Continuing on the theme of Accepting Yourself Naked, today’s topic is non-scale victories or NSVs.
NSVs are wins and accomplishments that have nothing to do with what the scale says. They can be large or incremental.
They aren’t about how much you weigh, they’re about how you feel about yourself. And for that reason, non-scale victories are great benchmarks on the journey to success.
Take weight loss as a goal. No matter how hard you work, your weight may not go down in a straight linear fashion. The scale likes to play a little game of up and down. Weight fluctuations aren’t uncommon.
Lots of things influence weight. The scale may not go down (or up, if that’s what your goal is) from day to day or even week to week. Because maybe you had too much salt last night, or haven’t pooped yet today, or your hair is wet.
Or Uranus is in a triangle with Taurus. You know, whatever.
It’s about the long term trend.
Why Non-Scale Victories Matter
Non-scale victories are about the bigger picture. The scale is only one component of a much larger master plan. It’s merely one data point for measuring success. And it is by no means the most important one!
NSVs show progress in a way the scale can’t. They’re about gaining confidence. The number on the scale is just that: a number. It’s not a definition of happiness or success.
So put more emphasis on the non-scale victories. Achieving them is both easier than chasing a number on the scale, and they provide better metrics for happiness.
Types of NSVs for Fat Loss
My personal goal is to lose fat. I’m using the phrase “fat loss” because I’m not looking to just lose weight. I want to be strong, not skinny! My goal is to lose the fat by gaining strength. The weight will change, maybe. But for me, the bigger impact will be how much stronger I become.
With fat loss come the following types of NSV:
Looser clothing and accessories.
Body recomposition is when you lose fat but gain muscle. People commonly think that “muscle weighs more than fat.”
That’s not true.
5 pounds of fat is equal to 5 pounds of muscle. Just like 5 pounds of feathers equals 5 pounds of bricks. But the fat (and the feathers) take up a lot more space (or mass) than muscle (or bricks). So the scale may not have changed, but suddenly your jeans are less tight. You melted off some fat! But maybe your butt and thighs are meatier (because of all the deadlifts…?). More muscle + less fat = same weight.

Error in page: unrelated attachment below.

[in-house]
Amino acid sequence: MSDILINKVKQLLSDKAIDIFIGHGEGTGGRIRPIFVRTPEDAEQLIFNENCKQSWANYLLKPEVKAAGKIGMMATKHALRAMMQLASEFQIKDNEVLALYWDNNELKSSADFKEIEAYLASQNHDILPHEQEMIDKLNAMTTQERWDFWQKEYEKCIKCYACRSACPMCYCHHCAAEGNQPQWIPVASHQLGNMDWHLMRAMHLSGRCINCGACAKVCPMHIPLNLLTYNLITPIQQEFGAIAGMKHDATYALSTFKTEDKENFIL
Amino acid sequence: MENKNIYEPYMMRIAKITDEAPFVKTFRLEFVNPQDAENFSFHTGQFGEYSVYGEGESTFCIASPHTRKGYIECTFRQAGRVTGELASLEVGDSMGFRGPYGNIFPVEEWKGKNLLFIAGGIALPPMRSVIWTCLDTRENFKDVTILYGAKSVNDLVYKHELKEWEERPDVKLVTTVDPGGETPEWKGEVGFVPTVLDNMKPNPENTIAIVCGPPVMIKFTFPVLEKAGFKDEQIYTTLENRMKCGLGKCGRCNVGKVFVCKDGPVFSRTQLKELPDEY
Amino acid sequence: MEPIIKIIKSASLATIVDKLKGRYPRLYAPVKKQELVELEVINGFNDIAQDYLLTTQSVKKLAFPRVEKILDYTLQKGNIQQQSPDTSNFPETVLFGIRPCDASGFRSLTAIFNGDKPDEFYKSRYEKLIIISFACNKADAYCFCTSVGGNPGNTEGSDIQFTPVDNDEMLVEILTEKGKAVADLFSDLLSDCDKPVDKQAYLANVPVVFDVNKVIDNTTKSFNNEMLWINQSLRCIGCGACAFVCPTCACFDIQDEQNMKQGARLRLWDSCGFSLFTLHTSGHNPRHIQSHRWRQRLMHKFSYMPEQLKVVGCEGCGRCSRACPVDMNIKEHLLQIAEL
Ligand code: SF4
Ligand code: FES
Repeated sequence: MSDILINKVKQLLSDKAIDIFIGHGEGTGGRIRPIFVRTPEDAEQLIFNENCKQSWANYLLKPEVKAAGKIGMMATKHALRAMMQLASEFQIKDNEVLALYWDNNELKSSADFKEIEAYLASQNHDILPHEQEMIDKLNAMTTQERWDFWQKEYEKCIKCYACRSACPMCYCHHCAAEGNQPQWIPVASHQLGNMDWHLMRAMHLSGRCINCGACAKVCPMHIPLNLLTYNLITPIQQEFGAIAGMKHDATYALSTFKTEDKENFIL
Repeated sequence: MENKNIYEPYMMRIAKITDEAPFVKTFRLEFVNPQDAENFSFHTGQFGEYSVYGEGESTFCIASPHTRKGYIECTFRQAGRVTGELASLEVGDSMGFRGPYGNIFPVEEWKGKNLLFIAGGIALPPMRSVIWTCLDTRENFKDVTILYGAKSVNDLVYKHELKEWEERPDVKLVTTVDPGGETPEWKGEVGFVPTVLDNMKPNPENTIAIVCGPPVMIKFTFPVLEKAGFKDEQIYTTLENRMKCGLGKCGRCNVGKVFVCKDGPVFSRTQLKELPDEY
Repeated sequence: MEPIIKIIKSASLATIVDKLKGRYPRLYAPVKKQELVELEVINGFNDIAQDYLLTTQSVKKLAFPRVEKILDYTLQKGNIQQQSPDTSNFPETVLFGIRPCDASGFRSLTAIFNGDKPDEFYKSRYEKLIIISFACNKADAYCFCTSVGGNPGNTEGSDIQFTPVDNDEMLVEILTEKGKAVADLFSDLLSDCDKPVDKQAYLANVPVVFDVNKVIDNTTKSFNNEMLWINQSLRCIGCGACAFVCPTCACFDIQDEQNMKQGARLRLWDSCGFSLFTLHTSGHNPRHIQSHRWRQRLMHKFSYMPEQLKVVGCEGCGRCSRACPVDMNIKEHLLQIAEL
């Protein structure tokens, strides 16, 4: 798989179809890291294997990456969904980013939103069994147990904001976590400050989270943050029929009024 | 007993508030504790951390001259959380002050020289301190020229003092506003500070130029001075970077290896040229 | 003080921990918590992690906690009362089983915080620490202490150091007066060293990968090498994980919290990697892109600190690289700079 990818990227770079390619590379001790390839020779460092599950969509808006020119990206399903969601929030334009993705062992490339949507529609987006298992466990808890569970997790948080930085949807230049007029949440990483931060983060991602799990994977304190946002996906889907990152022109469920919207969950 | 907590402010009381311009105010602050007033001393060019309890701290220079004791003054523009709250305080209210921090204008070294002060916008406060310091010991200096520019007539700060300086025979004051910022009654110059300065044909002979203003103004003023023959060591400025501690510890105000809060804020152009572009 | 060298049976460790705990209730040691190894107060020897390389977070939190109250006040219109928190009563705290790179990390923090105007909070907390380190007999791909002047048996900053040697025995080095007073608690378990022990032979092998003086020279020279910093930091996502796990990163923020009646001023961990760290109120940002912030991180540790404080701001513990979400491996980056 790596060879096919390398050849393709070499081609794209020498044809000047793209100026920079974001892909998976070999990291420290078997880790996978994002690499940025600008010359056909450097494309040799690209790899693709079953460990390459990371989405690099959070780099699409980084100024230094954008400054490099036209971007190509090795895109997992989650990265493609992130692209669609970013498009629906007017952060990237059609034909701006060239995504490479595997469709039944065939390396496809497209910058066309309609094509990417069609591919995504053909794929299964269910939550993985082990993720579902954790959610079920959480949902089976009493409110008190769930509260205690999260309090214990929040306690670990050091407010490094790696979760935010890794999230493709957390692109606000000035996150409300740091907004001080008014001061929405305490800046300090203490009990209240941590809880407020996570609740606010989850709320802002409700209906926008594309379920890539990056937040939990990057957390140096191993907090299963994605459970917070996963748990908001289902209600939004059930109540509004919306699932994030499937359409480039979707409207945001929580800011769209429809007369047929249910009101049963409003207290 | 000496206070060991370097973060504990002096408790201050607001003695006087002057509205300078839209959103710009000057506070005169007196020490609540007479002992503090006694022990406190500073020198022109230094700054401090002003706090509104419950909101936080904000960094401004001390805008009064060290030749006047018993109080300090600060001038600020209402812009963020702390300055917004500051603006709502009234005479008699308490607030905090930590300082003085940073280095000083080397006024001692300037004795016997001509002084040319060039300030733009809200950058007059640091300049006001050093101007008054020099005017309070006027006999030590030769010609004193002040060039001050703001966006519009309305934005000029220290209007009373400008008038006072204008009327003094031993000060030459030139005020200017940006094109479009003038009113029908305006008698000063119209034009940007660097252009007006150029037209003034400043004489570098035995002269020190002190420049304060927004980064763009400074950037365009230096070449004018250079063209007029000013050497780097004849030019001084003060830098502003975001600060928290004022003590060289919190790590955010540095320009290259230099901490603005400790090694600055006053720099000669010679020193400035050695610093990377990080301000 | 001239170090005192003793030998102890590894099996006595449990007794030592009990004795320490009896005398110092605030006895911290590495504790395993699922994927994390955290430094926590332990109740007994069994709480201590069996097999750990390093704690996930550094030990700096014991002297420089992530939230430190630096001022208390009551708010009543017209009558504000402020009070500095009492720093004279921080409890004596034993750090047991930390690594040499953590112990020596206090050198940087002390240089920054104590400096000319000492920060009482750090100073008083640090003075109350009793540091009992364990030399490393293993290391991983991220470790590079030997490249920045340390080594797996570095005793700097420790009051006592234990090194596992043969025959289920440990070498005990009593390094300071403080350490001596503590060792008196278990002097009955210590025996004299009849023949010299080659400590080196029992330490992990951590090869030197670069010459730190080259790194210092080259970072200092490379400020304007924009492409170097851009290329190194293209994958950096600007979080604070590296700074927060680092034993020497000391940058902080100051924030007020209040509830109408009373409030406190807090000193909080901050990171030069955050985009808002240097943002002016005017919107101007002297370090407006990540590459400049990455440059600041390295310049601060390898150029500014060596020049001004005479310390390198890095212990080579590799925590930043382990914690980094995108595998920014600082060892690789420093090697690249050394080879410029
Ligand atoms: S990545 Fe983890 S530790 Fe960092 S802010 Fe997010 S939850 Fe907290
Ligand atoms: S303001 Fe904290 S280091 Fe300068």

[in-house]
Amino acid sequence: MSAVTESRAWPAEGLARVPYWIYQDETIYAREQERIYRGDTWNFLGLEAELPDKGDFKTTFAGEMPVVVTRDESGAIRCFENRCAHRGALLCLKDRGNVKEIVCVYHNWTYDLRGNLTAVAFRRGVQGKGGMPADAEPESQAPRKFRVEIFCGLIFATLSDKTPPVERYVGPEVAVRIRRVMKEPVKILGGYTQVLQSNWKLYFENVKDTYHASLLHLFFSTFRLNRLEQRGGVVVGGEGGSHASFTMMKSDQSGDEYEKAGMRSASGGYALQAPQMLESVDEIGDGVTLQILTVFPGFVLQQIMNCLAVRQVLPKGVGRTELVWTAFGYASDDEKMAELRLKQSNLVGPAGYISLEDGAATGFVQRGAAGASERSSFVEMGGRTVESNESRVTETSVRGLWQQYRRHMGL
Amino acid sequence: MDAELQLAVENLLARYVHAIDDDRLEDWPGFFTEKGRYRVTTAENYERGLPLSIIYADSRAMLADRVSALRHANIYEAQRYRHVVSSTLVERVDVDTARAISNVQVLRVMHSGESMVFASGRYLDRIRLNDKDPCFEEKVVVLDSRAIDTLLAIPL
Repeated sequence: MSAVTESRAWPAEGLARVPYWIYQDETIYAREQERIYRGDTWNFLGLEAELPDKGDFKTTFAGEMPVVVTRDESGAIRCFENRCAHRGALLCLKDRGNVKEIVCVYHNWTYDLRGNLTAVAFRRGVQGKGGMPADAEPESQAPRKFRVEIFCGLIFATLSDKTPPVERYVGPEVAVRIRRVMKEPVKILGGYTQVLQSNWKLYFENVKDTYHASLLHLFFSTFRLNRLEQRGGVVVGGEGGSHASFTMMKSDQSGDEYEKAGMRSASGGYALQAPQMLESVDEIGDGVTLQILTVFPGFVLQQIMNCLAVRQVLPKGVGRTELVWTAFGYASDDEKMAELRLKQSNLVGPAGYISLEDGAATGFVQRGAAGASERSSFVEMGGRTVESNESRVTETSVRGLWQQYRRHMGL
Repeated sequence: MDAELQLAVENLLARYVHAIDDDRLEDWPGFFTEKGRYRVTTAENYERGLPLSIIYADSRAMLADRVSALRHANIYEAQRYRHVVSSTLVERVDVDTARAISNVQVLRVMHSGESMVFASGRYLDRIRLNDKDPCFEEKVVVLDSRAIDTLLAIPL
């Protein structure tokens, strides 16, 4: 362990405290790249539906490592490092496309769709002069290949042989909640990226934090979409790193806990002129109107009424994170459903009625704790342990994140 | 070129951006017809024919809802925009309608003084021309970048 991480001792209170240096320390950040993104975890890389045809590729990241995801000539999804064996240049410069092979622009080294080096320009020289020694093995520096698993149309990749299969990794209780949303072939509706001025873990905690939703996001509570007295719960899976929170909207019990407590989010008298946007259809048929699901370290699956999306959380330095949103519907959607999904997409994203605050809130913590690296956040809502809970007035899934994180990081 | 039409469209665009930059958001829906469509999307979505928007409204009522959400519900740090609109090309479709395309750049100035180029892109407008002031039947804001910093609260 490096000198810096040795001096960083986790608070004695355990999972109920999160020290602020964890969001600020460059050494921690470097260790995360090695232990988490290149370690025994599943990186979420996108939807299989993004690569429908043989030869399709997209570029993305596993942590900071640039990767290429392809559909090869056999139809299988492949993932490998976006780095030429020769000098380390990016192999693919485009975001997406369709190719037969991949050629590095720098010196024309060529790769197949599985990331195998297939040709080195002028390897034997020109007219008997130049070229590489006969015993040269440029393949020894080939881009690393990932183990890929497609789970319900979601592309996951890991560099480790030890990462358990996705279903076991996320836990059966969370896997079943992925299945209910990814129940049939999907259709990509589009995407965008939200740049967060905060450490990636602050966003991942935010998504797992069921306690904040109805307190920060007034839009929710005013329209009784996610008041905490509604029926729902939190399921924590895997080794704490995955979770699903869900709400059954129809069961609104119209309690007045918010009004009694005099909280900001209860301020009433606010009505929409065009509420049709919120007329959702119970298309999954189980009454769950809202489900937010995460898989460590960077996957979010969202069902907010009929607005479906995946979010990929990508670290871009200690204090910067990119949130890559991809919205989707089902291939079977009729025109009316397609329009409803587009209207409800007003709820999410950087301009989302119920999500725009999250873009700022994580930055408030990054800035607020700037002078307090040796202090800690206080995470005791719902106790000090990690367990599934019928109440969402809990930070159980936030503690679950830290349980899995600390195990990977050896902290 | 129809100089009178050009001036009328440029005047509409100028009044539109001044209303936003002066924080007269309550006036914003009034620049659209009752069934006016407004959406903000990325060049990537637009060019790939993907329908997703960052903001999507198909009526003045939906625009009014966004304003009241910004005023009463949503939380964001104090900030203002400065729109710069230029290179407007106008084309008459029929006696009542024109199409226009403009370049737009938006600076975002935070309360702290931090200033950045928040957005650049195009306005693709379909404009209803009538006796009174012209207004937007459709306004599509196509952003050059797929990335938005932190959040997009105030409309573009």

But you’re back in skinny jeans!
The same principle applies to jewelry or belts. If you wear a ring, it’s not unusual to notice that it suddenly feels looser. Maybe it even starts to slip off more easily. Or your watch needs to be a little tighter. How great does it feel when you go down a notch on a belt?
All of these are wins.
Exercise becomes easier
This particular NSV is very telling. As cardiovascular health improves, exercise becomes easier. A flight up the stairs doesn’t wind you. Your mile time becomes slightly faster. Your runs get longer, or you spend more time on the treadmill. You can row for longer distances.
With this category of victories, you’ve probably gained some other less visible but no less important benefits. Like lower blood pressure, and a lowered risk for heart disease, stroke and diabetes!
That’s kind of a big deal. According to the CDC, 1 out of 4 people in the US die of heart disease every year!
Beating back the risk of a painful death is a huge NSV.
This is another NSV that is a much better metric than the scale.
If you’re a lifter, a major non-scale victory is adding weight to a lift. This is especially true if you’ve hit a plateau.
I remember being stuck at a 195 pound deadlift for a long time. I just couldn’t get past that plateau. When I finally did, 6 agonizing weeks later, it felt like I moved a damn mountain!
That was a monstrous NSV!
There are other strength gains, too. Maybe you can hold a plank longer. Or you’ve mastered a yoga move. Can you carry your kids/groceries/books for longer periods of time? Move boxes? Has your posture improved?
Strength gains rollover massively into real life!
This is my favorite side effect of body recomp, probably because it means I can make smaller clothes!